Jim Ridl: Solo Piano Livestream

Victor L. Schermer BY

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Jim Ridl: Solo Piano
Global Music Foundation Online Concert Series
Broadcast Live on ZOOM
July 12, 2020

This hour-long Zoom-cast featuring Jim Ridl on solo piano in his home proved to be especially gratifying for a number of reasons. First and foremost, Ridl delivered a set that was enjoyable, stimulating, and at times had the virtuosity and creativity that only a master could deliver. In addition, Ridl was a warm and articulate host, so the usual Zoom and pandemic feeling of social distance faded away, and you felt like you were right there with him. Another wonderful feature was the fact that you could see Ridl's hand movements on the keyboard through the entire set, giving a rare opportunity to observe continually his fingering and left-right hand independence, an opportunity which is not only helpful to pianists, but somehow adds something to the music itself.

There were about 40 minutes of mostly original music followed by a 20-minute Q&A with the Zoom participants. The set began with "Grazed by Light" from his highly praised album Your Cheatin' Heart and Other Works (Dreambox Media, 2005). Ridl often composes what can only be called "country-ish" songs that have a Nashville sound but also reflect his origins in North Dakota. This one is a ballad, and it touched the heart while it exemplified the jazz imperative of "telling a story" through the music.

Ridl said the song "Palisade" came from the sounds of the town he lives in which has become a residential extension of the Big Apple on the Jersey side of the Hudson River. His improvising caught sensations analagous to those in Gershwin's Concerto in F which emulated the sounds of Paris. Ridl produced some remarkable melodic improvisations in the left hand, of which only a special club of pianists, such as Art Tatum, Herbie Hancock, Brad Mehldau, Keith Jarrett, and Fred Hersch, are capable. Throughout the set. Ridl's strong independence of left and right hands enabled him to generate contrapuntal improvisations in addition to the usual single linear lines with harmonic and rhythmic accompaniment.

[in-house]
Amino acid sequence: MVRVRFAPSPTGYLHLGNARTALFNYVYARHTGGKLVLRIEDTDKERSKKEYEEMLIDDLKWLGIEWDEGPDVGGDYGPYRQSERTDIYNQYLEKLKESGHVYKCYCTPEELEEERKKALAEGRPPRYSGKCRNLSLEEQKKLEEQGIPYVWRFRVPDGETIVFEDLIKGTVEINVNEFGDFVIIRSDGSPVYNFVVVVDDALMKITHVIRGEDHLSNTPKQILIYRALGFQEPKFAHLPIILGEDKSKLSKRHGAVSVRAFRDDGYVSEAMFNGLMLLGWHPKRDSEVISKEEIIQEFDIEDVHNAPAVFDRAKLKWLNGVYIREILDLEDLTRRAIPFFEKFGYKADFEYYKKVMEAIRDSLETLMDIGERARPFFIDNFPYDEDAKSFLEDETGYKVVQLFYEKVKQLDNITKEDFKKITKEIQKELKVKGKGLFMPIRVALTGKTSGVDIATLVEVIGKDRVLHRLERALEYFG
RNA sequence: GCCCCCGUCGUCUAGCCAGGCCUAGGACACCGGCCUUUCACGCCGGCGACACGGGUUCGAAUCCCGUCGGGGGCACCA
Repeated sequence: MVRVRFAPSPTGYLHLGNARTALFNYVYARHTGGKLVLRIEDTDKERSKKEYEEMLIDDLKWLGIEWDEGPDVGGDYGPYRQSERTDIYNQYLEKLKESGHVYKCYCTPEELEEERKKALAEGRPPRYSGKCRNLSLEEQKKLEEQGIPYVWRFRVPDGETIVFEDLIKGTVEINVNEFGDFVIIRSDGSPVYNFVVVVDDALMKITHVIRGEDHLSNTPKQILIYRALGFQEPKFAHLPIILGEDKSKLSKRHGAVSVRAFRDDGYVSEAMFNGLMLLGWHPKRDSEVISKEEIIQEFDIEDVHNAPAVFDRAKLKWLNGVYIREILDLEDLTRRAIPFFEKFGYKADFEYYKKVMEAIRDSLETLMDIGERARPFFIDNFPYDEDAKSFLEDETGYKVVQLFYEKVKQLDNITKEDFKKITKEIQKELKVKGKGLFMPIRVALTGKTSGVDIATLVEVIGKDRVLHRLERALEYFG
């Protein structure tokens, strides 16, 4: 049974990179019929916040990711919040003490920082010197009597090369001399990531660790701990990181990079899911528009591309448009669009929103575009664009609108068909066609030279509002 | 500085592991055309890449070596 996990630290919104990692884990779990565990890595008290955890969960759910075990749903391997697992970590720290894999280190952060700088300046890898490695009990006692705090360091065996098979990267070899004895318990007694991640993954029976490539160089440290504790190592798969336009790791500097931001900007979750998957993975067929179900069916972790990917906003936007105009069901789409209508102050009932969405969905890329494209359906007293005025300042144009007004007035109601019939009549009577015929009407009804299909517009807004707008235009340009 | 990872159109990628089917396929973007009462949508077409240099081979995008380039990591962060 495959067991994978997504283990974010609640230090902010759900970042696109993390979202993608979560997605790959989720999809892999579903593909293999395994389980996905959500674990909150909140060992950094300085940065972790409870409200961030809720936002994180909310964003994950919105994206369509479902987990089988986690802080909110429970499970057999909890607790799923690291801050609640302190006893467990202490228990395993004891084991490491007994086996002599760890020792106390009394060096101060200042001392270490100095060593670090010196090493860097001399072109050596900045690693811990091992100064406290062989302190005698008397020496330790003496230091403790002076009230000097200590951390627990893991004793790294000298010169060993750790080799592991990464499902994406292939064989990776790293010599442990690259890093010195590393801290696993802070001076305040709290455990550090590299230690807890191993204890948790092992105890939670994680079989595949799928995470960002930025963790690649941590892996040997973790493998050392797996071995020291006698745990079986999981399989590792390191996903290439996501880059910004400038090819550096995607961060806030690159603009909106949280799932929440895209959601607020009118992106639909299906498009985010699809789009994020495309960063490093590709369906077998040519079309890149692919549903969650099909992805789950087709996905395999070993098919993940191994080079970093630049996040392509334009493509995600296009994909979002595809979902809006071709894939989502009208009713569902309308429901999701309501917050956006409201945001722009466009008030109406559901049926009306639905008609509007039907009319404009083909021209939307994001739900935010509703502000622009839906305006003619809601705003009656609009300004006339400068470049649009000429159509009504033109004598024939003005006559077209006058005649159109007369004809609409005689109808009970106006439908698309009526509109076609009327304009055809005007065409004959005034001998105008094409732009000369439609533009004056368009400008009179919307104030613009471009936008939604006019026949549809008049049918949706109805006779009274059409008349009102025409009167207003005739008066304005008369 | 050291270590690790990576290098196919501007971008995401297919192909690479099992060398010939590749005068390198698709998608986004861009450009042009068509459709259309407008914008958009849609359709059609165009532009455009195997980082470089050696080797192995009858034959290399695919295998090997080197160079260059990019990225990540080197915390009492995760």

The pianist than took J.S. Bach's chorale "Oh Sacred Heart," played it as a church hymn, and improvised around it as a hymn-like blues (one of Ridl's frequent cohorts, trumpeter Nate Birkey, did a whole album like that (Just a Closer Walk, Household Ink, 2014)). Ridl then slid seamlessly into his original "We Have History," as if to make an educational point about Bach's contribution to jazz.

"Powell to the People" was of course inspired by Bud Powell and provided a showcase for Ridl to double for Powell, even though Ridl's own development went outside of the Powell legacy.

There followed an opportunity for the Zoom participants to ask the host pianist some questions. Although the questions varied, Ridl throughout emphasized how he views the piano not so much as a single instrument but as having all the possibilities of an orchestra, so that his arrangements and improvisations have a multi-layered quality with many things going on simultaneously.

For a wrap-up and encore, Ridl performed a version of Duke Ellington's "In My Solitude" that—how do you say it— was more Ellington than Ellington! His playing alluded not only to Ellington's piano, but you could hear allusions to all kinds of things from all the great masters in the Ellington bands over half a century, In other words, Ridl captured Ellington's idiom in all its complexity.

This Zoomcast was part of a series sponsored by the Global Music Foundation, a European-based organization which produces and promotes year-round jazz performances, educational events, intensive courses and workshops, and just about any kind of jazz event you can think of. Their director, Stephen Keogh, introduced the show in a simple, straightforward manner, a small thing that set the proper tone for a rich musical experience by a humble North Dakotan who also happens to be a jazz master.

Set List: (Ridl originals except where noted) Grazed by Light; You Know How it Is; Palisade; Medley/ composition: J.S. Bach: Oh Sacred Heart; We Have History (original); Powell to the People; Encore: In My Solitude (Ellington).

Personnel: Jim Ridl: piano.

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